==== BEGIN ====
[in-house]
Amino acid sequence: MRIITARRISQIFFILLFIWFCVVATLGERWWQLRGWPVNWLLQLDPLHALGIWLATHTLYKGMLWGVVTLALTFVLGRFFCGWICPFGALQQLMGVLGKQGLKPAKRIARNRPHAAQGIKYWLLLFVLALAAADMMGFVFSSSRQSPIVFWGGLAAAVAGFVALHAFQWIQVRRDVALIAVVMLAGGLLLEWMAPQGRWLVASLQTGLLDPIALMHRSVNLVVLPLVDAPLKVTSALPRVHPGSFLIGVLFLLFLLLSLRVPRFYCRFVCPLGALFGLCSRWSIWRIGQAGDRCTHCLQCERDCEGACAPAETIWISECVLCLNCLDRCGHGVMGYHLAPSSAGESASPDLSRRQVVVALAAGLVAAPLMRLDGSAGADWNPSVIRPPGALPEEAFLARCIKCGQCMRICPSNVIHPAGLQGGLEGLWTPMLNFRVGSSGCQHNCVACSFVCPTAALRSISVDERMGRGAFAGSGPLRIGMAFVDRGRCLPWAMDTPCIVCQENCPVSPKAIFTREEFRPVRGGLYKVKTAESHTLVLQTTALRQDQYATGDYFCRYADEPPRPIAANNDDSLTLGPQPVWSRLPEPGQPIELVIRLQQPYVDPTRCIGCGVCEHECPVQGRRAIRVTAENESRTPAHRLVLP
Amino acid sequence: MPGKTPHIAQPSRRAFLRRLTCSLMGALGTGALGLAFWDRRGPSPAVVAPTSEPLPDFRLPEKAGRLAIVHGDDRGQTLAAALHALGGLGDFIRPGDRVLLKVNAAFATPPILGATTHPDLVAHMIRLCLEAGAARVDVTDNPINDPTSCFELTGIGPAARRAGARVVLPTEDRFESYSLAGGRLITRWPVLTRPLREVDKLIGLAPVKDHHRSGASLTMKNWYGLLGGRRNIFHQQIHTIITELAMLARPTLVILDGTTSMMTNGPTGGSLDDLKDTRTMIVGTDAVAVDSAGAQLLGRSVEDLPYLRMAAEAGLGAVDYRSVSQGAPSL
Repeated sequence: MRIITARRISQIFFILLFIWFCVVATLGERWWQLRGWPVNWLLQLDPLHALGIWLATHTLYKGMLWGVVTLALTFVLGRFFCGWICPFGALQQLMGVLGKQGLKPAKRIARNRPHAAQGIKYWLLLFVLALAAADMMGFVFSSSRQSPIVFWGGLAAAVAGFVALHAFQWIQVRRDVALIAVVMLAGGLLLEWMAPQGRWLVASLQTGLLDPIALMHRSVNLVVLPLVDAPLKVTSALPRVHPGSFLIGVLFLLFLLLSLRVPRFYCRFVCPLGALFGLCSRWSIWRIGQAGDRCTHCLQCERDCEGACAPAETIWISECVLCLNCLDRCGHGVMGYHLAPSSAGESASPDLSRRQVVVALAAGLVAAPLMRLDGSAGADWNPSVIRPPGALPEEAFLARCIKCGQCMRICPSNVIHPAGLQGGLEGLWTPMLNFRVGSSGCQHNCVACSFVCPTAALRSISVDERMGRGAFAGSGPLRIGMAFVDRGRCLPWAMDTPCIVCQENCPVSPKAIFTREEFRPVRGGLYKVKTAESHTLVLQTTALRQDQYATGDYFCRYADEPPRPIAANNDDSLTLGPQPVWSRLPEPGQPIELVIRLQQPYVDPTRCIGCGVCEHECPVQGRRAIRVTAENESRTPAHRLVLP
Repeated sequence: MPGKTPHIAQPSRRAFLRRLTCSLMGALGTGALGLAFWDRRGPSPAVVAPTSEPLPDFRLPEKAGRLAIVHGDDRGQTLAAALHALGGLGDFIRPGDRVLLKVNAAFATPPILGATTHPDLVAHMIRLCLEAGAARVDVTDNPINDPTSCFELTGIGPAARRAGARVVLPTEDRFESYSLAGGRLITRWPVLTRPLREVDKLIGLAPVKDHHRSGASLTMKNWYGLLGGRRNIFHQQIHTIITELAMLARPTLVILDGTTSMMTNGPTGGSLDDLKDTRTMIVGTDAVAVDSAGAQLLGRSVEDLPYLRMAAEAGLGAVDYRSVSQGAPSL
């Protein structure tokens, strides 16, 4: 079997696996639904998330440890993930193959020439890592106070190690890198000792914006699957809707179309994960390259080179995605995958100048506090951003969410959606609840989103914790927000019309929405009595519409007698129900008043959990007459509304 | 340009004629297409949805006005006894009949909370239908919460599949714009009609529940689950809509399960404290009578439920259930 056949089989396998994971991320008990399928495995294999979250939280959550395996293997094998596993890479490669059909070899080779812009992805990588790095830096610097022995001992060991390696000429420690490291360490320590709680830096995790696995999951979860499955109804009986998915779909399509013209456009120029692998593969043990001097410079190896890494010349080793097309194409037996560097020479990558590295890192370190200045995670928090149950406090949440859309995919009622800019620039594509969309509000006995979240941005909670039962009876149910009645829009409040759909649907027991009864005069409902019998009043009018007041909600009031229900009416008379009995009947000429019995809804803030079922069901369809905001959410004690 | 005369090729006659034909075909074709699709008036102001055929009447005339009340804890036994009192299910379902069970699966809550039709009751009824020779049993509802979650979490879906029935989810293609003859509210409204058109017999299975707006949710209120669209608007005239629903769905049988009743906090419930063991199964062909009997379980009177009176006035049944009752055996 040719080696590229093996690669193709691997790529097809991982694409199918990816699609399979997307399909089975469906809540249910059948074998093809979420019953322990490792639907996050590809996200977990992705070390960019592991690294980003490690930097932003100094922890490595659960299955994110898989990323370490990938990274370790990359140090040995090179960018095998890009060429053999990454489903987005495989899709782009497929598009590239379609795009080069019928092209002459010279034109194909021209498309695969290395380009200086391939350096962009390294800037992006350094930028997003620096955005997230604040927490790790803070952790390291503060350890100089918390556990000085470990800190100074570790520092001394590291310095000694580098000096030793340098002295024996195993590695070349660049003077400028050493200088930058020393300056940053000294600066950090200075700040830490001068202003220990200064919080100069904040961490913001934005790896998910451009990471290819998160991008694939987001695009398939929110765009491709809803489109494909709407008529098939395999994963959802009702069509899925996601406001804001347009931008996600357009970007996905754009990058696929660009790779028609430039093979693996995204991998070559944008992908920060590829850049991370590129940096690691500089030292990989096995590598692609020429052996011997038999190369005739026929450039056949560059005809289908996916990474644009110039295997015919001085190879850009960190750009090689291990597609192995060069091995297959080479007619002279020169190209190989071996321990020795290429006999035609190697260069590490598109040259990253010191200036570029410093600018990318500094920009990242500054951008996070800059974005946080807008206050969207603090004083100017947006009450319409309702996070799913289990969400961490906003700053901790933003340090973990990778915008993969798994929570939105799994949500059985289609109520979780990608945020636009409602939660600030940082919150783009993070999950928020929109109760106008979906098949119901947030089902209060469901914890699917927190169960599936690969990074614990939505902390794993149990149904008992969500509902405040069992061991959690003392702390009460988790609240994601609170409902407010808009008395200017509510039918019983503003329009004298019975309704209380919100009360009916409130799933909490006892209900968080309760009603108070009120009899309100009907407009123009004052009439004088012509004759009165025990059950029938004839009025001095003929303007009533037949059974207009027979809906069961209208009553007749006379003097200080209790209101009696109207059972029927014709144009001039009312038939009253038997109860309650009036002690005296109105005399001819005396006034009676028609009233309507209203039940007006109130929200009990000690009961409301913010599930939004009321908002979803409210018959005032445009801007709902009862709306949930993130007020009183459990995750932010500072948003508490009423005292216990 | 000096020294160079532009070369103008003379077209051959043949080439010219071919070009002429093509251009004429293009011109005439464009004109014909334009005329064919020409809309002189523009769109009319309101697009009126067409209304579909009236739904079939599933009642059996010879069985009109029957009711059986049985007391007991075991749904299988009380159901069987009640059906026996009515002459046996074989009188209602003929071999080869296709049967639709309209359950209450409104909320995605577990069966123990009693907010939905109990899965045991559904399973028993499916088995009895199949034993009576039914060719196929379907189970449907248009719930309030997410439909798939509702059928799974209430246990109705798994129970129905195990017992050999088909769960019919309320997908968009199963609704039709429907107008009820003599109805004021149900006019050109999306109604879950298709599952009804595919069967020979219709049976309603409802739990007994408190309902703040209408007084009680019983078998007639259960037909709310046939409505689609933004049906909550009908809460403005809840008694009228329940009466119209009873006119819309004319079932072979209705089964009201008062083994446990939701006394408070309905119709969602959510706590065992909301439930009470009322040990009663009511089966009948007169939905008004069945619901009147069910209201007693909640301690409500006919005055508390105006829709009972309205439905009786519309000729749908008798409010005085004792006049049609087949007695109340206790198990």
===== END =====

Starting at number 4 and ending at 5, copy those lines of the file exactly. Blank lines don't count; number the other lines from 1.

Repeated sequence: MRIITARRISQIFFILLFIWFCVVATLGERWWQLRGWPVNWLLQLDPLHALGIWLATHTLYKGMLWGVVTLALTFVLGRFFCGWICPFGALQQLMGVLGKQGLKPAKRIARNRPHAAQGIKYWLLLFVLALAAADMMGFVFSSSRQSPIVFWGGLAAAVAGFVALHAFQWIQVRRDVALIAVVMLAGGLLLEWMAPQGRWLVASLQTGLLDPIALMHRSVNLVVLPLVDAPLKVTSALPRVHPGSFLIGVLFLLFLLLSLRVPRFYCRFVCPLGALFGLCSRWSIWRIGQAGDRCTHCLQCERDCEGACAPAETIWISECVLCLNCLDRCGHGVMGYHLAPSSAGESASPDLSRRQVVVALAAGLVAAPLMRLDGSAGADWNPSVIRPPGALPEEAFLARCIKCGQCMRICPSNVIHPAGLQGGLEGLWTPMLNFRVGSSGCQHNCVACSFVCPTAALRSISVDERMGRGAFAGSGPLRIGMAFVDRGRCLPWAMDTPCIVCQENCPVSPKAIFTREEFRPVRGGLYKVKTAESHTLVLQTTALRQDQYATGDYFCRYADEPPRPIAANNDDSLTLGPQPVWSRLPEPGQPIELVIRLQQPYVDPTRCIGCGVCEHECPVQGRRAIRVTAENESRTPAHRLVLP
Repeated sequence: MPGKTPHIAQPSRRAFLRRLTCSLMGALGTGALGLAFWDRRGPSPAVVAPTSEPLPDFRLPEKAGRLAIVHGDDRGQTLAAALHALGGLGDFIRPGDRVLLKVNAAFATPPILGATTHPDLVAHMIRLCLEAGAARVDVTDNPINDPTSCFELTGIGPAARRAGARVVLPTEDRFESYSLAGGRLITRWPVLTRPLREVDKLIGLAPVKDHHRSGASLTMKNWYGLLGGRRNIFHQQIHTIITELAMLARPTLVILDGTTSMMTNGPTGGSLDDLKDTRTMIVGTDAVAVDSAGAQLLGRSVEDLPYLRMAAEAGLGAVDYRSVSQGAPSL